After a morning meeting with a group of friends and advisers, longtime community organizer Bill Walczak told the Globe today that he will run for mayor of Boston.
A 40-year Boston resident and cofounder of the Codman Square Health Center, Walczak becomes the fifth major declared candidate in the race to replace 20-year Boston Mayor Thomas M. Menino, who announced last month that he will not seek a sixth term.
“What I care deeply about is making sure that the City of Boston continues to be a great city and making sure that all parts of the city are benefiting from that,” Walczak said.
He said in a phone interview that he sees the city’s top job as the next logical step in his career of community organizing.
Walczak, 58, has spent the bulk of the last 30 years doing community work in Dorchester, where he cofounded the Codman Square Health Center in 1975. In the ensuing years, he has raised more than $70 million for the health center and used it as a source of revitalization for the neighborhood.
He is currently president of the Codman Academy Charter Public School, which he cofounded, and vice president at Shawmut Design and Construction, where he represents the company before government and community groups. He also spent a year at the helm of the Carney Hospital, part of the Steward Health Care System.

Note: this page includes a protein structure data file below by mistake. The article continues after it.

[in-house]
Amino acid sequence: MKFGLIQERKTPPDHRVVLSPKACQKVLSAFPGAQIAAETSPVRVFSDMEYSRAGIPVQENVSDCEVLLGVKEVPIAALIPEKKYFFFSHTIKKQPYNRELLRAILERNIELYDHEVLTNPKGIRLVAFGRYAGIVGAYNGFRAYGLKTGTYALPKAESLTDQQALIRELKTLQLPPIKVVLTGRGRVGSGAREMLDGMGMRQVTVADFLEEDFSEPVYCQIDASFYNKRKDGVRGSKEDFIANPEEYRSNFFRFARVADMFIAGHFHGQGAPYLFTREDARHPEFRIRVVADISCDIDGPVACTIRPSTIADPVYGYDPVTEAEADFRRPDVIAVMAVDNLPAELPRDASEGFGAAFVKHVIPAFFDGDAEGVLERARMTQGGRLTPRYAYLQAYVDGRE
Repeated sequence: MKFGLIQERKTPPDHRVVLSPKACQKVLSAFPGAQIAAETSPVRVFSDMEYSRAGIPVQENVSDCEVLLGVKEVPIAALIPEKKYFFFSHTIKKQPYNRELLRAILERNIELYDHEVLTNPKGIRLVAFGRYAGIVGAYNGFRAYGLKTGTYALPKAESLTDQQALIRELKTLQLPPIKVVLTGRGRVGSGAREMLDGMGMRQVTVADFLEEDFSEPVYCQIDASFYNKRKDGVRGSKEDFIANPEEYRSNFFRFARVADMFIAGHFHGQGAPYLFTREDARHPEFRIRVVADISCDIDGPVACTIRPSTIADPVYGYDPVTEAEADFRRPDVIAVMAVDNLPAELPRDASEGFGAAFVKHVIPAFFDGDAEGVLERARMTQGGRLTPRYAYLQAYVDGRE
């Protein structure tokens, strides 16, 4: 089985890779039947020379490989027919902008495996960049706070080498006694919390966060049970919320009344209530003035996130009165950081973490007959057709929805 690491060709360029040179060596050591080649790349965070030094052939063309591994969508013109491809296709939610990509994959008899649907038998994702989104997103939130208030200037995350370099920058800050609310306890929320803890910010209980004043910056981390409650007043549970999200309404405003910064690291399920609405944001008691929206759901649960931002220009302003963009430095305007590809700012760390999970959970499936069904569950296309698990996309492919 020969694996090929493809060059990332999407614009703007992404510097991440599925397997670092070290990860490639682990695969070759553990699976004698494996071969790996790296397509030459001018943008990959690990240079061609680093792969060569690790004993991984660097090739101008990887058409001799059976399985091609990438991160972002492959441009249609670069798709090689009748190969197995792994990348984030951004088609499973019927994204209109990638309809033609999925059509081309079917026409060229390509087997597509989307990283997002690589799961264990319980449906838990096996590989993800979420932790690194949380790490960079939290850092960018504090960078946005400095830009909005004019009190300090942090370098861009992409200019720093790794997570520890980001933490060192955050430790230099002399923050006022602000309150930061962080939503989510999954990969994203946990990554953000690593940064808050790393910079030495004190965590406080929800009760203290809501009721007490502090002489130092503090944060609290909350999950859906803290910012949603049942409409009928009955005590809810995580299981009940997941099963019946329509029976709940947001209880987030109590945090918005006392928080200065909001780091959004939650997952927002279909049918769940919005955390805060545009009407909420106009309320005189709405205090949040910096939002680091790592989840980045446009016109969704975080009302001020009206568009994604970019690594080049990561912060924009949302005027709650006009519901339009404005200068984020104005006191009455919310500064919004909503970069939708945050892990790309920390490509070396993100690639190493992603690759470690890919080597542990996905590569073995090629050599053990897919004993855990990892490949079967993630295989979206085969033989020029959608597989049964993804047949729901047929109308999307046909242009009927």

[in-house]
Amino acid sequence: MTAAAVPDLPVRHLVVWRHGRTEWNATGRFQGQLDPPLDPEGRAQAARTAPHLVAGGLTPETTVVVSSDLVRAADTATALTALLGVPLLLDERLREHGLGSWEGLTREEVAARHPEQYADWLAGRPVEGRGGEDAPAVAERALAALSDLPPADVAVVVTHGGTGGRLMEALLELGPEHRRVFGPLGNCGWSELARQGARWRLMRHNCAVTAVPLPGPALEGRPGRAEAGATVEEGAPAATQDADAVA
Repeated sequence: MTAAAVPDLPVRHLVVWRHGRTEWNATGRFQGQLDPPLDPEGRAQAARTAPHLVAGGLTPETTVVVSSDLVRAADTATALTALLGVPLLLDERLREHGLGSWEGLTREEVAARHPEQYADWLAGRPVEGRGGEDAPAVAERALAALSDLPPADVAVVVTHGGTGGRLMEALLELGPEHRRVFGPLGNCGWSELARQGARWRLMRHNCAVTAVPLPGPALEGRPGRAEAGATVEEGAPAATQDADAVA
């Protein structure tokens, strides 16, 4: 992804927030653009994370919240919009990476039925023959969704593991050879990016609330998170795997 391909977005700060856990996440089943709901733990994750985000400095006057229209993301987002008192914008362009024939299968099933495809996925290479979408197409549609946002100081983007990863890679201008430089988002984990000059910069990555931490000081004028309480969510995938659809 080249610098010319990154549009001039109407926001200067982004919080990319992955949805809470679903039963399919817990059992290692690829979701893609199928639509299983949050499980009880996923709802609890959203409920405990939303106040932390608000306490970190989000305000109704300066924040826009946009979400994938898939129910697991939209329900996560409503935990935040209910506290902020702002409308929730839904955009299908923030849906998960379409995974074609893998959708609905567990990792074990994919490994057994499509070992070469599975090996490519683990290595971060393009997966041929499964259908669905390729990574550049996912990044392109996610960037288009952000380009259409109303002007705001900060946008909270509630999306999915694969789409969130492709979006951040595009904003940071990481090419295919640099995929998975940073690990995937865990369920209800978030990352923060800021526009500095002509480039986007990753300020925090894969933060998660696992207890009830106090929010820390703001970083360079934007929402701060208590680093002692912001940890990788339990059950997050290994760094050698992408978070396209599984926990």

While Walczak said he has not yet fully developed a platform, he said his vast experience and network at the neighborhood level separates him from other declared candidates and will help him lead if elected.
“I’ve certainly been involved in politics my whole life,” he said. “But this is new territory.”
Four elected officials have entered the race: Suffolk District Attorney Daniel F. Conley; city councilors John R. Connolly and Rob Consalvo; and state Representative Martin J. Walsh.
Two other candidates — Will Dorcena, cofounder of the Boston Haitian Reporter and former city council candidate, and Charles Clemons, cofounder of TOUCH 106.1 FM — have also said they are running. Several others, including a handful of other city councilors, have said publicly that they are considering a run.
“We have a really good group of candidates, they’re all really good people,” Walczak said. “It’s going to be a sprint, and I look forward to the discussions we’re going to have about the future of the city.”
Walczak said he plans to fine-tune his message and platform in the coming weeks, adding that he wants it to develop as he continues to talk to those in the communities he hopes to govern. He will have to quickly begin raising campaign funds.
Supporters, including former Boston elementary school principal Emily Shamieh, say those community roots are what makes him the right choice.
“Our meeting with him was tough, it was honest but it was supportive,” Shamieh said tonight. “If Bill can do for Boston what he did for Codman Square we’re going to all be proud to have voted for him.”